Drew Pomeranz is in the midst of a breakout season. He’s already surpassed his season high for innings and his ERA is a very low 2.47, while his FIP is a low — if not quite as low — 3.15. Those very good numbers netted the San Diego Padres a very good pitching prospect recently in the form of Anderson Espinoza.
Much of Pomeranz’s newfound success has been attributed to the addition of a cutter to his repertoire, which Jeff Sullivan detailed just before the trade last week. One notes, however, that the success is aided by a .240 BABIP and 80.8% left-on-base rate. Even if those numbers aren’t sustainable, the 3.15 FIP indicates Pomeranz’s success is real. But there’s reason to believe that Pomeranz isn’t as susceptible to regression as the average pitcher. Or there’s reason, at least, to believe that the Red Sox believe he isn’t.
Speaking with WEEI’s John Tomase, former major-league pitcher and current Red Sox assistant pitching coach Brian Bannister has indicated that Pomeranz’s cutter makes it more likely that he’ll sustain some of his batted-ball suppression in Boston.
[Bannister] explained that like knuckleballers, whose BABIP numbers tend to skew low, pitchers who feature cutters tend to outperform league average on balls in play. He knows this because he did it over his first two years in the big leagues, posting BABIPs between .239 and .249.
“I was an example of it,” Bannister said. “[Cutters] generate a different batted-ball profile. There’s just different weak contact in there. Some guys it’s popups. Sometimes you get gyro-spin and it’s almost like a knuckleball. I mean, knuckleballers beat BABIP. It’s not always a given that a full regression is going to occur. When I look at a guy, if there’s a cutter involved or a knuckleball involved, you just can’t say for sure. I know a lot of people look at those two numbers — left on base percentage and the BABIP — and say, ‘Oh, he’s going to get worse in the second half.’ It’s not always a given.”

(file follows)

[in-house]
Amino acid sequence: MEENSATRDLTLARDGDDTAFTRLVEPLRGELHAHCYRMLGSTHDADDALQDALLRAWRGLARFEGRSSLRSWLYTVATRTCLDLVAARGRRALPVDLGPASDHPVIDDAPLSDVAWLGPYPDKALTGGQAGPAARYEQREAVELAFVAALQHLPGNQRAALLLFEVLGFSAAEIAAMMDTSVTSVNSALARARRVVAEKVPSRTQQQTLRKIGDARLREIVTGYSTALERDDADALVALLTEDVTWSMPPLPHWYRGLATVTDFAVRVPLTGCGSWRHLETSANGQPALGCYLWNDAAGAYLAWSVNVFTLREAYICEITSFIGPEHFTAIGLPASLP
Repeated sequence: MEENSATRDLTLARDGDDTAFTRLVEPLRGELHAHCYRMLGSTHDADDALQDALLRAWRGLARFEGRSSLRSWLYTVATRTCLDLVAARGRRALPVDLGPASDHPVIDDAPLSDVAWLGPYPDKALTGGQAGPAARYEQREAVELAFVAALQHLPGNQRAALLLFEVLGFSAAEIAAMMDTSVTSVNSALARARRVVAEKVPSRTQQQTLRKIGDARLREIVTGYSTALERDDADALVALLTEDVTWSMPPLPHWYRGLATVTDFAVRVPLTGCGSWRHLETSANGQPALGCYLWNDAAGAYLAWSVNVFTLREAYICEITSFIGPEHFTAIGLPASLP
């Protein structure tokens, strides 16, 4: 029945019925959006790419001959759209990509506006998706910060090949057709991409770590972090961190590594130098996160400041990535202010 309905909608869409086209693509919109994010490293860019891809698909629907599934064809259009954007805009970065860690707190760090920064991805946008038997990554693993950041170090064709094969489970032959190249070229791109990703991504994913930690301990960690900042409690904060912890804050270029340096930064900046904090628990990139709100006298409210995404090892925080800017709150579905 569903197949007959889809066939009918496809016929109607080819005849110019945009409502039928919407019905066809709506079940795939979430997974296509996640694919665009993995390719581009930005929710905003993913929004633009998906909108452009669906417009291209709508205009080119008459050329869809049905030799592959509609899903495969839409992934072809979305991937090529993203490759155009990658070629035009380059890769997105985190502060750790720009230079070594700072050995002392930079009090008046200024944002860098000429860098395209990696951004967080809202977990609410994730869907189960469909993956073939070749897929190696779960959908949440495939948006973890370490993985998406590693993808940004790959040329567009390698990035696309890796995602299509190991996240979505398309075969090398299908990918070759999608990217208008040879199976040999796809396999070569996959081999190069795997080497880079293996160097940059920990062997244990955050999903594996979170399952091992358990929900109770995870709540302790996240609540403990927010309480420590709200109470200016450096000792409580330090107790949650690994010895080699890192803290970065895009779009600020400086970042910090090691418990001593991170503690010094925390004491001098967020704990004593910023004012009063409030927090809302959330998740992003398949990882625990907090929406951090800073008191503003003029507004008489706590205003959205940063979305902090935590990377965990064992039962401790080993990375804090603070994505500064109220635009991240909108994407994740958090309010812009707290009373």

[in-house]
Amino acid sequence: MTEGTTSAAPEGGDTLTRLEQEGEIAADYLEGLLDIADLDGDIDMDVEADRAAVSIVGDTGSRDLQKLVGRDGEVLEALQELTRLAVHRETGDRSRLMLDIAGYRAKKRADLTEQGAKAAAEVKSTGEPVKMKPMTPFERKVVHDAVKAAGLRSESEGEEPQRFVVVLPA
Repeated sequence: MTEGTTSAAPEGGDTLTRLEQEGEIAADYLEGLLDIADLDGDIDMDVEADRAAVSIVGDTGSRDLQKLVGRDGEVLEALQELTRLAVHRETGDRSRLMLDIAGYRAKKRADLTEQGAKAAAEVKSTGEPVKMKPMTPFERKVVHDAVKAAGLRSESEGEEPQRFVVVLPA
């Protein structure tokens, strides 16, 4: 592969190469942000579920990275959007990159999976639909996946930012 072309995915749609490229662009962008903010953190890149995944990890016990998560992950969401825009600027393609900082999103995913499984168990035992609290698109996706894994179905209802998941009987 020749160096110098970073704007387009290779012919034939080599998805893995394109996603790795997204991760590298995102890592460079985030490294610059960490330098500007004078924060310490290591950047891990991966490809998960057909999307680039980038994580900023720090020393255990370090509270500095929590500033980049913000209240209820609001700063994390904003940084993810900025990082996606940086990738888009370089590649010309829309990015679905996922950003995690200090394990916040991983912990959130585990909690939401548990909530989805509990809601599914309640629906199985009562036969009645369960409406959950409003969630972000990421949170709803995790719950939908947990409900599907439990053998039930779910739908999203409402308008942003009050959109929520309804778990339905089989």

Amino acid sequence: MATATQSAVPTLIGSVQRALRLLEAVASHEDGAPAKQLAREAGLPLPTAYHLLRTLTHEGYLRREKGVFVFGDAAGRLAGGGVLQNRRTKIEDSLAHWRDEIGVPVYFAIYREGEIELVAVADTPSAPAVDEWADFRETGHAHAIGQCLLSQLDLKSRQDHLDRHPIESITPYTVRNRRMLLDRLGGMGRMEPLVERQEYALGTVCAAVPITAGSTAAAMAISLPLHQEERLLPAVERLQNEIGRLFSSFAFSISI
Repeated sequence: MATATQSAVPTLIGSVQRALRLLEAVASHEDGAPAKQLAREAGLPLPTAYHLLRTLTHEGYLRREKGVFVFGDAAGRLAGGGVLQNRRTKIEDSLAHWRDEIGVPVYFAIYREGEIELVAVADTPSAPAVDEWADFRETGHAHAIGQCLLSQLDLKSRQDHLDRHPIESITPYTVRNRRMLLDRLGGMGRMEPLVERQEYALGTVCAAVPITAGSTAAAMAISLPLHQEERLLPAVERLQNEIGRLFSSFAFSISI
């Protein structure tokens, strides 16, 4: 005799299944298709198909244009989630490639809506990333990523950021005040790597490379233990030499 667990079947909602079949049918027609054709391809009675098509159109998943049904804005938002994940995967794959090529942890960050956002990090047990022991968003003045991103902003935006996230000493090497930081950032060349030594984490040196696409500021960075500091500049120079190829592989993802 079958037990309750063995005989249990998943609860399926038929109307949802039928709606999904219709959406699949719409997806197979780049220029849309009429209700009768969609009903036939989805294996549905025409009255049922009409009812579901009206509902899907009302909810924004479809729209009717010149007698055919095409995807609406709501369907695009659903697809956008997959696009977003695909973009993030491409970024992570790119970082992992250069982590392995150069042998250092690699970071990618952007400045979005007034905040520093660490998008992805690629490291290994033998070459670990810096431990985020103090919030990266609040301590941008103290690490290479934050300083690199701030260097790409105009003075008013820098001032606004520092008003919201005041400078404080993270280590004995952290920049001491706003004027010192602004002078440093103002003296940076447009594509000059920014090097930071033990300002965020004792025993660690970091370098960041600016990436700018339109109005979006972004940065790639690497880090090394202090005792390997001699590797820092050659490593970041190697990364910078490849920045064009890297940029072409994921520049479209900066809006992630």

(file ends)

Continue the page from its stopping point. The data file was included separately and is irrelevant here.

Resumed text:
While we know pitchers tend to gravitate towards league average when it comes to BABIP, some pitchers are better than others at limiting hits on balls in play. Pop ups, like Bannister mentioned, can be a good way to induce easy outs. Fly balls and ground balls have different expected batting averages. Given a large enough sample size, we might be able to deduce which pitchers have these type of skills. With a smaller sample, perhaps looking at pitch types would help us determine which pitchers are likely to produce low BABIPs and thus more likely to outperfrom their fielding-independent numbers.